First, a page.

Pro tip: Be mindful of the “share vs. ask ratio” in your organization’s communication sequence. Don’t only reach out to your donors when you need money. Yes, this is a guide about fundraising letters, but cultivating donor relationships is key to successful fundraising.
7. Thank the donor
Thank the donor for any previous support they have given to your organization. This will make them feel appreciated and acknowledged, increasing the chances of them choosing to donate to your cause and also building rapport.
Making donors feel valued and appreciated can help convert one-time donors into regular donors and can turn donors into passionate advocates.
Pro tip: Don’t forget to thank your donors after their donation! Don’t let the only thing your donor receives after they give be a donation receipt. Plan a series of ongoing communications with your donors. Provide updates to your donors on the impact of their gifts and show what goes on behind the scenes.
8. Make it easy
Don’t make your donors think too hard about how to donate. Even if you crafted the most perfect fundraising letter, if you then directed your donors to a donation page that’s slow, confusing, and laggy – they will give up right then and there.
Make it exceptionally easy for donors to give on the go. Invest in an online fundraising solution that’s simple, well-designed, user-centric, and optimized for mobile.
If it’s confusing, difficult, or frustrating to give to your cause, you’re not starting your donor’s experience with your organization on a positive note.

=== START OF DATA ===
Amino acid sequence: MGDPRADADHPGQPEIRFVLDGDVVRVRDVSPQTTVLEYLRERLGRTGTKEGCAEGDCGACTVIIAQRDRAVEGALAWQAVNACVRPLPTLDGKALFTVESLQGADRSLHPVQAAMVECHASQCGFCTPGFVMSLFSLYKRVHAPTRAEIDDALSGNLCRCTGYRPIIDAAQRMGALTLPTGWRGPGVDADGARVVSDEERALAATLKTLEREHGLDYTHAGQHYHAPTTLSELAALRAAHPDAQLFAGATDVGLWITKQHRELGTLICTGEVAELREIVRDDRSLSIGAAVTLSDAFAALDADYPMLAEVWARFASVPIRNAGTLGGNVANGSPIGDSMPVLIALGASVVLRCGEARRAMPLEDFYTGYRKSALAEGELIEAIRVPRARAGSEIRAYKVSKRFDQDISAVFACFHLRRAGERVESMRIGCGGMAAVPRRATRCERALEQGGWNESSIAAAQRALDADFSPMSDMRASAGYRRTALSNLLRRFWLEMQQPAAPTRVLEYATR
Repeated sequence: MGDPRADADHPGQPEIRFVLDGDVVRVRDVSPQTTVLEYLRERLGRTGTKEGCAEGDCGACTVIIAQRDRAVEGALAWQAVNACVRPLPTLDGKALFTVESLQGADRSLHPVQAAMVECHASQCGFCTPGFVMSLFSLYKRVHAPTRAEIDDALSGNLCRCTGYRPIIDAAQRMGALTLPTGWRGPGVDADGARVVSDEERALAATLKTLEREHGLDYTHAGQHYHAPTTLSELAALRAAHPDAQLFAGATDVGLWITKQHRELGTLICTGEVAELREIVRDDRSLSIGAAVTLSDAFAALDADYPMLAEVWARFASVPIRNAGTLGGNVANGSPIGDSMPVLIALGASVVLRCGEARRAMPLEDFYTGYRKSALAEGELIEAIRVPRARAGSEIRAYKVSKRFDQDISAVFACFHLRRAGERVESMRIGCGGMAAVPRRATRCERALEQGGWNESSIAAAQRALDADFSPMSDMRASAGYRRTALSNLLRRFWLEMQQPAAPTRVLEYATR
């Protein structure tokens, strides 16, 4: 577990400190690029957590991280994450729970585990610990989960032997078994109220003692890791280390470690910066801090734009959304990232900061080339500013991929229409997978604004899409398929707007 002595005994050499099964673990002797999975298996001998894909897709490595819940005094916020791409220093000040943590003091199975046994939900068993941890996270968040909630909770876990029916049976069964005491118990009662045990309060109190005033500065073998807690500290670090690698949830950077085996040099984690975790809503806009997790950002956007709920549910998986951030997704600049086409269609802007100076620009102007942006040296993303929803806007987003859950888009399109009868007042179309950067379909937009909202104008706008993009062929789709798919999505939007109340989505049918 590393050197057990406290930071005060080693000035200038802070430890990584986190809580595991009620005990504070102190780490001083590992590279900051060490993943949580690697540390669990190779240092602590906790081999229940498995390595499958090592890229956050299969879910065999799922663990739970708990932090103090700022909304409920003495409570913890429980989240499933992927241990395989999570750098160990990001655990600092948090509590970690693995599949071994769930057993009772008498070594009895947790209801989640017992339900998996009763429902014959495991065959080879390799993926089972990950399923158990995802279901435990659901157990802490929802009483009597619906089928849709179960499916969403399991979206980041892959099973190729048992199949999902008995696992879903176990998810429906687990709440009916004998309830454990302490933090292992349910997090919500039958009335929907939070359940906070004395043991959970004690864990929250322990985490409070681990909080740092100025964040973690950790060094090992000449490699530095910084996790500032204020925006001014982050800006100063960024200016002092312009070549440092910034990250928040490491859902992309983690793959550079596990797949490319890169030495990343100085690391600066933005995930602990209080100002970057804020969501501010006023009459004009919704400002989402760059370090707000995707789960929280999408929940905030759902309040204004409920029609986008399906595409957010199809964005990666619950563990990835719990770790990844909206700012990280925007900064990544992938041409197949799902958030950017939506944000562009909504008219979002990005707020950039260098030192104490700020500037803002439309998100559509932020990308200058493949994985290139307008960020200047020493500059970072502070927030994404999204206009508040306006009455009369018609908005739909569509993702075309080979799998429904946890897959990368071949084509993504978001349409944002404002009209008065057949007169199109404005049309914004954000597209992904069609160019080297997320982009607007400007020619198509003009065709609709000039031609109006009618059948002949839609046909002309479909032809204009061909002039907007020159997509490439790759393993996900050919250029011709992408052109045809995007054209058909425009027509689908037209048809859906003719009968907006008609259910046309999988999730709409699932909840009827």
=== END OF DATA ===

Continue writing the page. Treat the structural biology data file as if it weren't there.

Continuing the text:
A fundraising letter’s postscript is often the most-read section of the letter, so make sure it counts!
You can reiterate your call to action, thank the donor for their support, or choose to get creative with it.
Whatever you do, don’t miss out on the opportunity!
Looking for more ways to raise money?
To recap, to make your fundraising letters effective, you should:
- Put forward a quantitative, achievable fundraising goal.
- Tell an emotionally compelling story featuring a single beneficiary.
- Outline the problem/need and create a sense of urgency.
- Make the letter brief, simple, and easy to read.
- Specify how much you’re asking them to give.
- Link donors’ gifts up with tangible outcomes.
- Personalize the letter, center it around the donor, and thank your readers.
- Spell out exactly how your readers can donate and make that process easy.
Follow these steps and tips to create a fundraising letter that will bring in the much-needed funds to your nonprofit!
And don’t forget that there is more to fundraising than fundraising emails and letters.
When you send out your fundraising letter, you need to direct your reader to a way or a place to give. Ideally, this will be a donation page on your website.
To help you out with that, GiveForms lets you create a seamless online donation experience for your donors. Use GiveForms to embed a donation form on your website, allowing visitors to donate using a credit card, PayPal, Google Pay, or bank transfers. With a focus on intuitive, human-centered design, our goal is to help you increase your online donations.